Behind the scenes of Diana Arno creative process

Jun / 2019 by
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Behind the scenes of Diana Arno creative process

Started in 2011, as persuasion of passion for designing cocktail dresses, Diana Arno had her own brand store in Tallinn in just a couple of years. In 2015, she introduced the very first DIANA ARNO ready-to-wear collection at Tallinn Fashion Week, transforming Estonian fashion history by bringing the world-renowned supermodel Carmen Kass to walk down the runway for her show, which was the first time (and the last time up till now) Carmen modeled in her homeland.

We had a chance to interview Diana during Riga Fashion Week, where she was presenting her new collection, feminine and vibrant, like everything she designs.


How is working in fashion industry different for you now from when you started in 2011?

The difference for me is huge. When I started in 2011, I was alone. It was a dream to reach the level I have now.

Now I have an amazing team, which is there for me all the way. It is rather small, but there are people who are doing their best to help me build my brand. I don’t have to do all the accounting and management all by myself anymore. I can concentrate on design, that’s what I love the most. My brand is becoming more real – we have our store, different suppliers and buyers. At the beginning it seemed more like a hobby.

How do you want women to feel wearing your clothes?

Firstly – confident, also happy and comfortable.

When I create my designs, I always think of the significance of giving women freedom to stay true to themselves. To acknowledge the importance of their own wishes and preferences, their values.

“Most of all I am inspired by women! I follow their stories, personalities, heroic characters, I reach to them with my designs.”

Where do you seek inspiration?

I have been traveling a lot recently. I get inspired by new places, experiences and emotions from visiting different museums and exhibitions.

But the main source – people. Most of all I am inspired by women! I do have my muses. When I create, I always reach out to them in my thoughts. Imagining how my designs will look on them, how it will make them feel.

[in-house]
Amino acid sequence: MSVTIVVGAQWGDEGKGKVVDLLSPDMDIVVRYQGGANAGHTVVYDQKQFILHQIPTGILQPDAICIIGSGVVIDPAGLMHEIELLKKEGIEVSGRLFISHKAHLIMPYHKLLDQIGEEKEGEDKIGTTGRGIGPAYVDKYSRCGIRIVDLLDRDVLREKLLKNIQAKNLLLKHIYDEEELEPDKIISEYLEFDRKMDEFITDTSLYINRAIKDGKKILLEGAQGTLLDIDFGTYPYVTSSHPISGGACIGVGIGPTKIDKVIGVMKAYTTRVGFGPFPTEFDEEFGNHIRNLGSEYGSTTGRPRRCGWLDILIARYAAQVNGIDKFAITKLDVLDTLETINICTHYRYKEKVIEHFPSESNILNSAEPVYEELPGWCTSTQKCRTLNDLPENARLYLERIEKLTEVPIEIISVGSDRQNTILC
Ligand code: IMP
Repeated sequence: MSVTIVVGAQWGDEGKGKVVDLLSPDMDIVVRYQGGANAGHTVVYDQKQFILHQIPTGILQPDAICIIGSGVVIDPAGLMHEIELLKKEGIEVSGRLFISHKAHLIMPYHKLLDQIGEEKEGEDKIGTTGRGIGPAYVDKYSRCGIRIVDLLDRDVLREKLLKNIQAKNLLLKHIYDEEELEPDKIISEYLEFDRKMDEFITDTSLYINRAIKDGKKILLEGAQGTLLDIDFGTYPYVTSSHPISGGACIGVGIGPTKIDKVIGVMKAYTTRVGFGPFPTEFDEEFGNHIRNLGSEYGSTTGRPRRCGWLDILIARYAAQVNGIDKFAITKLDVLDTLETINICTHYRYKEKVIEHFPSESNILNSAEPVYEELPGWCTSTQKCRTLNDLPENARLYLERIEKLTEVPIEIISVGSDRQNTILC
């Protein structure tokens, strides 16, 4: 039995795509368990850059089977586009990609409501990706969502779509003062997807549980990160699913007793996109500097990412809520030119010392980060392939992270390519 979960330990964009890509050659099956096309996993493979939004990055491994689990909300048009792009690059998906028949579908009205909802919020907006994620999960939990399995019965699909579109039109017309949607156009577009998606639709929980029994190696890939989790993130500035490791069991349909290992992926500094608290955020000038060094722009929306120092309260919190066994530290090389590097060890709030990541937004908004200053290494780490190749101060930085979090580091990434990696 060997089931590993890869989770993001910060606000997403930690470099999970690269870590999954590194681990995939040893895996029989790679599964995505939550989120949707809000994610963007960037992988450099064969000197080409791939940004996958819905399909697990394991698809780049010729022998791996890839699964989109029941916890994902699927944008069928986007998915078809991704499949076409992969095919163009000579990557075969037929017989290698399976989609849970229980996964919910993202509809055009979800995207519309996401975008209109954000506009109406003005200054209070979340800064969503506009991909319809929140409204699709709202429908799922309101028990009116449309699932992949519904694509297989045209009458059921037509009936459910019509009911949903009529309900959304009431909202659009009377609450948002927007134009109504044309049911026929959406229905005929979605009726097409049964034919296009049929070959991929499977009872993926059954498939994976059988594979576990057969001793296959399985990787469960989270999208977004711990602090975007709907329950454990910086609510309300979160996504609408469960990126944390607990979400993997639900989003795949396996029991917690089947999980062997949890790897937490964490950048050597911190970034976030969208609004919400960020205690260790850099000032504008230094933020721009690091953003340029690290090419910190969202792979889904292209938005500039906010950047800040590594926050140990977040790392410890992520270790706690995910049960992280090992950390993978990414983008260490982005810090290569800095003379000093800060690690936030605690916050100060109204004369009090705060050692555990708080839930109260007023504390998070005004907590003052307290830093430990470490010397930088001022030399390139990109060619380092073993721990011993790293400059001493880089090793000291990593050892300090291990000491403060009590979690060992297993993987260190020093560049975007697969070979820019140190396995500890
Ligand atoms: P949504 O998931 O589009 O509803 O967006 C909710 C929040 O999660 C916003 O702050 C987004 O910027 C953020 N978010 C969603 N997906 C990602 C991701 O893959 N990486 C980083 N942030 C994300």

Sometimes I’m inspired by astonishing women I don’t even know personally, and some great women of history who are long gone. I follow their stories, personalities, heroic characters, I reach to them with my designs.

It is well known that the result of any creative process can very much differ from the starting point that one has imagined. Are your designs changing a lot on their way from sketches to final product?

Actually, it’s quite common, as sometimes making of one item can take up to a month. At the very beginning of the creative process there is only an idea, an image in my head. When you create a sketch, it starts giving you all the hints and ideas for changes and development. Then you are starting to experiment with fabrics, which would fit the best, what details are needed, changes of silhouette, length, pocket’s shape and size, etc. It is a pretty long way, putting a lot of hard work in each piece, attention to details, so you can finally reach the harmony of a final result.

Does the main concept stay throughout the whole process?

The concept stays! My vision, my idea is there all the way. But when you create, details start to literally reveal the item in the best of its way.


As a designer are you more intuitive or analytical?

It’s definitely 50/50!

I have to analyze everything I’m doing. After launching each collection, together with my team we analyze which items will be more commercial, and which will probably stay as the show pieces.